Loud music may lead to hearing loss

People who go to concerts or noisy venues face the risk of damage inside the inner ear and may suffer hearing loss.
IANS | By Neena Bhandari
UPDATED ON JUN 10, 2008 07:55 PM IST

Listening to loud music may not be as enjoyable as it seems - a new survey has found that loud music heard on headphones led to over 70 percent of young adult Australians showing the first signs of hearing loss.

A large number of adults aged between 18 and 24 years reported suffering from tinnitus or ringing in the ear, reveals the survey commissioned by Australian Hearing.

"Mostly for the younger people it didn't happen very often, and it didn't last for very long when it did happen. But it did happen. And we think that that's probably a warning sign for them," Harvey Dillon, director of the National Acoustics Laboratory at Australian Hearing told Fairfax Radio Network.

The report, 'Is Australia Listening? Attitudes To Hearing Loss', shows that two-thirds of Australians listen to music through their headphones and 60 per cent of them play music at dangerously loud levels putting them at high risk of hearing loss.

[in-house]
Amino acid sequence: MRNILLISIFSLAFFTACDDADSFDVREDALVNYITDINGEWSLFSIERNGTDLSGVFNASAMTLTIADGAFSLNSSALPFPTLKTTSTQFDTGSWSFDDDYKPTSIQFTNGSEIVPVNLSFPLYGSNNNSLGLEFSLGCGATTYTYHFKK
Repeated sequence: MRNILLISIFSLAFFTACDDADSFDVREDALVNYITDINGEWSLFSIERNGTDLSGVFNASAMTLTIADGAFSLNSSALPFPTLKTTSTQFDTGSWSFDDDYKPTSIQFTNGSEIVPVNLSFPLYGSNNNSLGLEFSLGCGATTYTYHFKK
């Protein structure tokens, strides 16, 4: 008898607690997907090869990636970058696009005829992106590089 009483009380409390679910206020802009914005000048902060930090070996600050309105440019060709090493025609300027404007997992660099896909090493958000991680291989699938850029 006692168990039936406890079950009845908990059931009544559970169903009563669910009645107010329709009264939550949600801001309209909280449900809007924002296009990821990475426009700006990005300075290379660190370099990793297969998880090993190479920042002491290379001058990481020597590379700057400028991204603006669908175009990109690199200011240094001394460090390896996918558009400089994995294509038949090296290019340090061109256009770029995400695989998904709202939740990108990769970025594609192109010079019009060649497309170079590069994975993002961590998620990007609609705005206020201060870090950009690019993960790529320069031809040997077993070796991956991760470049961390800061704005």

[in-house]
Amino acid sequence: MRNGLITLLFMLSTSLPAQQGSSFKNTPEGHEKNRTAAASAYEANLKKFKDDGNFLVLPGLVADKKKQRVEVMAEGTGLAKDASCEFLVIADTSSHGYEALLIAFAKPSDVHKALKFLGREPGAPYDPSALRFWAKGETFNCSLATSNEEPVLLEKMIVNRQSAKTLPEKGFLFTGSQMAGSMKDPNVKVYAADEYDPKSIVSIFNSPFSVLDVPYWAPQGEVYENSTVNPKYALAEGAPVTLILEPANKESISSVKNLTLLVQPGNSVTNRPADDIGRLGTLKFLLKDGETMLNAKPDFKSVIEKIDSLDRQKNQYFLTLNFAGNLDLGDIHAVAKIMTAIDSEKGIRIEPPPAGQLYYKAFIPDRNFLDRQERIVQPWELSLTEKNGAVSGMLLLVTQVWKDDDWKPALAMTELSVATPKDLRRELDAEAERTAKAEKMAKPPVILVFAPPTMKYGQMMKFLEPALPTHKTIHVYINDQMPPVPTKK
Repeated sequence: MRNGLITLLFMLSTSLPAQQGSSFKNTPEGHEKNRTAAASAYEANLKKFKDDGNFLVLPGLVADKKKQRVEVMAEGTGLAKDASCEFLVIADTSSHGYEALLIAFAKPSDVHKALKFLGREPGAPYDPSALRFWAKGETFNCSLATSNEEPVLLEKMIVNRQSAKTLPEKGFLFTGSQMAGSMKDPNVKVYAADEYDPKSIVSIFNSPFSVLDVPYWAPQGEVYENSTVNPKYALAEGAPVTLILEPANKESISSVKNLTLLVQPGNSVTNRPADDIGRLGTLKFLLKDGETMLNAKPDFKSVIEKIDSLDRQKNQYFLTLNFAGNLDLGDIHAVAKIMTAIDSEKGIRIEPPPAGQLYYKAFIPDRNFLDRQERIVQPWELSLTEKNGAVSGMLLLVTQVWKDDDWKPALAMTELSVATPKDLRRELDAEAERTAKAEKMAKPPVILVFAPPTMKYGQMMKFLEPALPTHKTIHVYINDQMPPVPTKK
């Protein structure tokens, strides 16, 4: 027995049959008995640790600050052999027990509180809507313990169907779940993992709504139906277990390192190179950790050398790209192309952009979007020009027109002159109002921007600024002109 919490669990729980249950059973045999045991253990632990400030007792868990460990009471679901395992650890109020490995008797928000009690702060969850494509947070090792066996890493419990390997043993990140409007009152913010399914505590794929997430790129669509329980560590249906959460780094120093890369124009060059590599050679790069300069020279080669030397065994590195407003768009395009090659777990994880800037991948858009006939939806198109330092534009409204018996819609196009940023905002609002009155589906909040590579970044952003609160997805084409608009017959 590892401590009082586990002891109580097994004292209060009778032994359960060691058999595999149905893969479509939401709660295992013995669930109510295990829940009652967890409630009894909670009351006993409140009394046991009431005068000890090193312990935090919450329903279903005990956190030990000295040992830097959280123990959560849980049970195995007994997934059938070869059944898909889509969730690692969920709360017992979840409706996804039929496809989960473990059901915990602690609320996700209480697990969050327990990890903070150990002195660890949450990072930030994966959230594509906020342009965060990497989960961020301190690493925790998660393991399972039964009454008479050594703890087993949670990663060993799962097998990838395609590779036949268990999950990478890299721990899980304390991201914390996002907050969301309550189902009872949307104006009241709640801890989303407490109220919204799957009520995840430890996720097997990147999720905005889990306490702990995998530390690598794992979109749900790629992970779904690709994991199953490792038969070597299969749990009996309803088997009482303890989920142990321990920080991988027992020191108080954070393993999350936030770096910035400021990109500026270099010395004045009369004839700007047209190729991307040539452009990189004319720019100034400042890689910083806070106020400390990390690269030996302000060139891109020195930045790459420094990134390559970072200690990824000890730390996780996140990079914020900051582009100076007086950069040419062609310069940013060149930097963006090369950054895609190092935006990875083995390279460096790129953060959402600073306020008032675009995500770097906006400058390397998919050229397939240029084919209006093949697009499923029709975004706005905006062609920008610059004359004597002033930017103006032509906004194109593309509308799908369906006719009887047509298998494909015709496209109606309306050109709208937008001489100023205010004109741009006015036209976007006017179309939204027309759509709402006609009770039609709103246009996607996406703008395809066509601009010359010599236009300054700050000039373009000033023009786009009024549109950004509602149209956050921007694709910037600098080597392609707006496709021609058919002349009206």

But it can take weeks or months, or even years before hearing loss becomes prevalent.

"That's part of the problem. Although it's happening definitely, it's happening gradually and slowly and people just don't notice it," Dillon said.

One in six Australians suffer hearing loss. The figure is likely to rise to one in four by 2050 based on ageing population projections and past hearing loss rates, Dillon was quoted as saying in the Sydney Morning Herald.

When people go to concerts or noisy venues, the risk of damage occurs inside the inner ear and the hearing loss seems temporary.

"We tend to notice the temporary loss of hearing and we notice it come back over the next day or two. What we don't notice is that at the same time, in the same place but through a different mechanism, there's also a permanent loss going on.

"A few hair cells dying here, a few hair cells dying there and they add up from time to time," Dillon said.

Safe headphone audio level is said to be 85 decibels, averaged over an eight-hour day.

"Set the volume of your MP3 player at a level that allows you to hear someone at arm's length without them having to shout," Australian hearing ambassador John D'Arcy said in a statement.

Ear muffs or plugs are recommended to protect hearing when exposed to loud sounds, he added.

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